Could your marriage be better? Are you experiencing conflict? Or are you looking for ways to keep your marriage strong? Learn how to make your marriage the beautiful union that God intended it to be! Dr. Henry Brandt shares insights in the articles below to help teach you how to build a healthy marriage based on Biblical principles.
Those who proceed into marriage with an individualistic mindset create disharmony in their relationship, and usually end up lonely and unhappy. (read more)
The foundation upon which you build your marriage relationship is a mutually agreeable and mutually binding plan. That’s what makes marriage successful. It’s not a “tingle”; it’s a life-time commitment. It’s not competition; it’s cooperation. (read more)
“I want to be a better spouse.” You say this, thinking back over a multitude of incidents that make up the history of your family. Some of them were funny when they happened; others are funny only as we look back on them. Still others were serious. Some were puzzling. (read more)
Nobody gets married without the highest of hopes that this is going to be one of the finest, friendliest, most congenial, most satisfying relationships that anybody ever had. And that is a possibility. It is possible to live that kind of life. However, we need to stop and consider what goes into a relationship that will guarantee happiness and contentment and satisfaction. (read more)
“Wives, submit to your own husbands as to the Lord.” (Ephesians 5:22) There it is. One of the most fiercely debated Bible verses concerning marriage. “Why should the wife do all the submitting?” That is the hot question. But here is the greater truth, the wife is not the one who needs to do all the submitting … this verse does not stand alone. (read more)
“… present yourselves to God …” (Romans 6:13). Sometimes it seems as though a long-lasting marriage is determined by chance or circumstances or just plain old luck. However, there are some steps that will enable you to establish your marriage on a solid foundation that will help you stay in it for the long haul. (read more)
The secret of getting along in marriage lies in two people applying the principle embodied in this verse from the Bible: “And just as you want men to do to you, you also do to them likewise” (Luke 6:31). This is a workable formula! And amazingly, it is easier to carry out than to trying to figure out the other person. (read more)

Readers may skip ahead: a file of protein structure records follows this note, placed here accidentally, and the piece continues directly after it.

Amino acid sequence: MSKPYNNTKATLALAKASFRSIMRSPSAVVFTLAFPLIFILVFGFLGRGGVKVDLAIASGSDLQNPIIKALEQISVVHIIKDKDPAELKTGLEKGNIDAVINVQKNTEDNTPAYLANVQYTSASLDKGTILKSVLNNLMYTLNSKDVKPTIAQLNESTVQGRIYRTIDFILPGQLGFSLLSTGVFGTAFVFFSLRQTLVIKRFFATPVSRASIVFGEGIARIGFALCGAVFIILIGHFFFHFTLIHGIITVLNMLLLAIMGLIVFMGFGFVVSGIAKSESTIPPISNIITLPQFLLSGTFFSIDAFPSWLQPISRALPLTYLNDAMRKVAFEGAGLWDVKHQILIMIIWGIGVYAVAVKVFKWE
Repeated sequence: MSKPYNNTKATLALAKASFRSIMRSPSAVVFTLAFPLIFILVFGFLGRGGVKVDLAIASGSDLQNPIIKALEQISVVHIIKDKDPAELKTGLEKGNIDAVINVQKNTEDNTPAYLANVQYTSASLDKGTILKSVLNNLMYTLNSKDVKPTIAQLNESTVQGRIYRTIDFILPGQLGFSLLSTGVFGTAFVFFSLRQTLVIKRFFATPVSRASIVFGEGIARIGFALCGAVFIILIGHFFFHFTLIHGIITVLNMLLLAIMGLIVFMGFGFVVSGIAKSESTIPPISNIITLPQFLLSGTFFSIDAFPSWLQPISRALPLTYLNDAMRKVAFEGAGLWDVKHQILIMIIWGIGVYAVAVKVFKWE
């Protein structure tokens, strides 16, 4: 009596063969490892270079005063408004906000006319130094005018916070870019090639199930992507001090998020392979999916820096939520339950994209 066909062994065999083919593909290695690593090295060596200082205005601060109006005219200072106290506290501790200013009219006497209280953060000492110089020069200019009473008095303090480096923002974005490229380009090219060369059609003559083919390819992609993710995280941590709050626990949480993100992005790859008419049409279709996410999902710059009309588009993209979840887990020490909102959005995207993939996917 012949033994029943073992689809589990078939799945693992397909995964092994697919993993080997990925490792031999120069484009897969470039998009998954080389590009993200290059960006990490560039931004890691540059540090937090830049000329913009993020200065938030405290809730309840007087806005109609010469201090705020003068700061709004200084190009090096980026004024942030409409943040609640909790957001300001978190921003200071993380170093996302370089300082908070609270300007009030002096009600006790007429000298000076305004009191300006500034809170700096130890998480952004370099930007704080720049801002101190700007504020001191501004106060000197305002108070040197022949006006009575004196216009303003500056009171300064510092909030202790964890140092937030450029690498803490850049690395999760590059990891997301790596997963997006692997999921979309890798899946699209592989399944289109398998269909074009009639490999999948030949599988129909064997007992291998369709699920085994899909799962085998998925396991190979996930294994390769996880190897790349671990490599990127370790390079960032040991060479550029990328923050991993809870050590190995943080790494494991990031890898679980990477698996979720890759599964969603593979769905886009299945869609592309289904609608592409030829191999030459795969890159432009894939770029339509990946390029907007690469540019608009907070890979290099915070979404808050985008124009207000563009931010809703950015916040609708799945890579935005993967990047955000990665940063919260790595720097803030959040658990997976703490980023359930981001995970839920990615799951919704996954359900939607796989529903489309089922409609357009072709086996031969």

There is no one person as intimately involved in your life as your marriage partner. So, your partner will make you more conscious of your inner life than anyone else. How are you contributing to happiness in your marriage?
Marriage, like no other human relationship, will keep you up to date on the condition of your inner life. It is a personal decision, unrelated to marriage, whether or not you repent of a negative inner life, and allow God to flood your soul with His Spirit. (read more)
You probably got married as friends, but then found yourselves running into difficulty because you each had your own way of living and doing. You came from one family, and your partner came from another family, and those families were different.
Your job as a couple is to create some boundaries and rules that will guide you in your marriage. But if you’ve never created any rules before, and you or your partner don’t like rules and boundaries, it won’t be an easy task. (read more)
Are you experiencing difficulty in your marriage relationship? Are there times when you just can’t seem to get on the same page with your spouse?. . . If you get married with the idea that the person you’re marrying is going to transform your life – turn you into a loving kindly, gentle, cheerful, happy person, you’re mistaken. Marriage is first of all a matter of your spirit, and marriage will reveal what kind of spirit is in your heart. (read more)
God is with us in every situation, and He is with us right where we are! What we need to discover is how to respond appropriately to our current circumstances. You can either have a wonderful time underneath your skin, or a miserable time underneath your skin, and it’s all up to you. The question is: Do you want to experience true peace, or are you more content with being angry, with bearing a grudge, with complaining, with being cranky? The answer to that question requires some personal reflection! (read more)